Mel Blanc provided the voices for Bugs Bunny, Red Hot Ryder, and some of the villagers. Robert C. Bruce was the opening narrator. Lou Lilly wrote the story, and Leon Schlesinger served as producer. While only Manny Gould was credited as an animator, Robert McKimson, Rod Scribner, and Jack Bradbury also aided in the process. Other uncredited 'staff' includes the composers of several uncredited bits of non-original music--Sanford Faulkner ('Arkansas Traveller'), M.K. Jerome ('My Little Buckaroo', where the title ostensibly takes its name), Gioacchino Rossini ('William Tell Overture'), Franz Schubert ('Der Erlkönig'), and J.S. Zamecnik ('In the Stirrups'). All original music was composed by Carl W. Stalling.
Unlike most shorts, Bugs Bunny serves as antagonist. In the cartoon, he plays a carrot thief called the Masked Marauder, whom Brooklyn's "Red Hot Ryder" (a parody of Red Ryder) must bring to justice. The cartoon portrays Red Hot Ryder as a dimwit who cannot distinguish Bugs Bunny from the Masked Marauder, and his good-natured slowness is consistently mocked: When Bugs Bunny as the Masked Marauder threatens to shoot Red Hot Ryder, saying, "Stick 'em up, or I'll blow your brains out," the latter treats it like a choice, replying, "Well, now, that's mighty neighborly of you." In the end, Red Hot Ryder catches on, but is unable to catch the Masked Marauder, in the end he tricks him into jumping into the Grand Canyon, when underground Red Hot Ryder finally figures out that Bugs is the Masked Marauder. Bugs pops up from beneath the ground with a lit candle and says "That's right! That's right! You win the 64 dollar question!" (a reference to the "big prize" on the famous radio quiz show, Take It or Leave It). He then kisses him and blows out the candle.
- VHS - Viddy-Oh! For Kids Cartoon Festivals: Bugs Bunny Cartoon Festival Featuring "Hold the Lion, Please"
- VHS - Bugs Bunny Collection: Bugs Bunny on Parade
- Laserdisc - The Golden Age of Looney Tunes, Vol. 2, Side 5: Bob Clampett
- DVD - Looney Tunes Golden Collection: Volume 5, Disc 3 (with two commentary tracks: one by Michael Barrier and the other by Spumco workers John Kricfalusi, Eddie Fitzgerald, and Kali Fontecchio)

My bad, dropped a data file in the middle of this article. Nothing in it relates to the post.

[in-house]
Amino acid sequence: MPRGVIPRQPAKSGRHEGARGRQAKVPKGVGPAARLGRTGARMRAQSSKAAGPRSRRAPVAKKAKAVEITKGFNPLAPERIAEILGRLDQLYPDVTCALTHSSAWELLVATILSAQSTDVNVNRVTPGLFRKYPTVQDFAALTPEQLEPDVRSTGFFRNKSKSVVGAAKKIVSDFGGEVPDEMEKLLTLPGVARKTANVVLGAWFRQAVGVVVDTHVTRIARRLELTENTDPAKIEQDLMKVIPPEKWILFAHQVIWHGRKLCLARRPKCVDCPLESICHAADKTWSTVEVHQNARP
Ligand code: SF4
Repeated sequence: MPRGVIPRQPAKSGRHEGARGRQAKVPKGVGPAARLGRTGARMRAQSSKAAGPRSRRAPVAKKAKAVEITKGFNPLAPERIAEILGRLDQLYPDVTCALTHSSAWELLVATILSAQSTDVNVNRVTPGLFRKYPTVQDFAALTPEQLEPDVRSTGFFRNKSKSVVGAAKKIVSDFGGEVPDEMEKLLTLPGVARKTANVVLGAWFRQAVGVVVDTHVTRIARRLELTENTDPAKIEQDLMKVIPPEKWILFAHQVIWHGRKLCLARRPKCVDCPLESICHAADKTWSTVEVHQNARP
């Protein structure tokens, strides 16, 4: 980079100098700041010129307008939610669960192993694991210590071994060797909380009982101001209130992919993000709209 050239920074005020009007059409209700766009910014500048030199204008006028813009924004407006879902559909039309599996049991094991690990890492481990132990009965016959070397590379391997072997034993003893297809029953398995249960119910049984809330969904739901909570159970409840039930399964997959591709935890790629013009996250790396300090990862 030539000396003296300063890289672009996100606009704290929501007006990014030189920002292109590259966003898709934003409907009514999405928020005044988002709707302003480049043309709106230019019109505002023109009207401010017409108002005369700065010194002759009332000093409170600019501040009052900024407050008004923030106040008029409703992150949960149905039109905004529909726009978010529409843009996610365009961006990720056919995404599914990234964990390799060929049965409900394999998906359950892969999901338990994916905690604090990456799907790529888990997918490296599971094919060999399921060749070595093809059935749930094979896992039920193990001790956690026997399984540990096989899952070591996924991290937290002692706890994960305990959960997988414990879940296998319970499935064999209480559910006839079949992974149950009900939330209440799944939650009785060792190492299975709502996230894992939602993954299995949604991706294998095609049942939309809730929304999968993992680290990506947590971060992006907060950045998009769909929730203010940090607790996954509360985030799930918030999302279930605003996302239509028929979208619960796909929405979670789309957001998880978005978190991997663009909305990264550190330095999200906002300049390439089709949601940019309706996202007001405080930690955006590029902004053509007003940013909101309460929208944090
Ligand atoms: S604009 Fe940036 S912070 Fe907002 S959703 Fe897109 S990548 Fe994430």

- Blu-Ray, DVD - Looney Tunes Platinum Collection: Volume 2, Disc 1 (with two commentary tracks: one by Michael Barrier and the other by Spumco workers John Kricfalusi, Eddie Fitzgerald, and Kali Fontecchio)
- The entire cartoon, which is set in the Old West, is predicated on the Masked Marauder stealing carrots from a victory garden. The victory garden is a reference to World War II (which was going on during this cartoon's production), but the cartoon's setting is far before WWII. Plus, desert environments won't support victory gardens.
- Twice, Bugs uses a magnet to strip Red Hot Ryder of every metal object on his person. This includes objects made of metals that don't conduct electromagnetism (gold tooth fillings, cartridges with brass cases and lead bullets, coins made from various precious metals). In addition, when Red Hot Ryder has been pantsed three times by Bugs in this cartoon, the first and third time revealed a pair of boxer shorts inside Red's pants, while the second time revealed a diaper inside Red's pants.
- During the third time Red Hot Ryder was pantsed by Bugs, the desert background changes abruptly.
- This was Bugs Bunny's second appearance in the Looney Tunes series. His first was a short cameo in Porky Pig's Feat, but was not a starring role, therefore making Buckaroo Bugs Bugs' first starring role in a Looney Tunes short.
- The IN TECHNICOLOR on the bottom of "PRODUCED BY LEON SCHLESINGER" changes slightly in this cartoon; compare Brother Brat's IN TECHNICOLOR to Buckaroo Bugs' IN TECHNICOLOR. This IN TECHNICOLOR would be used until late-1948, when Color By TECHNICOLOR came out.
- This is the only short in which Bugs Bunny served as a bona fide villain; while his shorts often portray him as mischievous and violent, he is never actually malicious and is, for the most part, acting as such in self-defense against an aggressor.
- This was the last cartoon release to bear Leon Schlesinger's name, as he sold his cartoon studio to Warner Bros. around the time of its release.
- The older version of Bugs Bunny would be used again in the next Bugs short, The Old Grey Hare.
- "Red Hot Ryder" serves as a spoof of Red Ryder, borrowing the image of the popular Western serial's cowboy hero Don Berry.
- This and Hare Conditioned are the only two cartoons with Bugs Bunny to use the Looney Tunes drum ending with Porky Pig. That is because he appeared and replaced Porky in Hare Tonic and Baseball Bugs.
- When Bugs blows the candle light at the end of the cartoon, Robert Clampett's bay-vooop! sound is heard. The next cartoon short to use it would be The Old Grey Hare.
- This and The Old Grey Hare use the same fonts for the opening credits.
- Victory gardens were a wartime civilian resource initiative, whereby civilians were encouraged to plant food crops in their gardens to supplement scarce wartime food resources. That Bugs was stealing carrots from a victory garden would have added to his villainy in this cartoon.
- Bugs' final line of the cartoon "Goodnight, sweet prince" is a quote from William Shakespeare's Hamlet.
- Some syndicated versions of this cartoon (particularly one version shown on a TBS station in Illinois) cuts the scene of Red Hot Ryder being shown naked from the waist down (with only a fig leaf covering him) after the Masked Marauder has his belt and diaper pin taken off by a magnet. It should be noted that other Ted Turner networks, such as TNT, Cartoon Network and Boomerang have aired this scene uncut.
Buckaroo Bugs at SuperCartoons.net
Buckaroo Bugs at B99.TV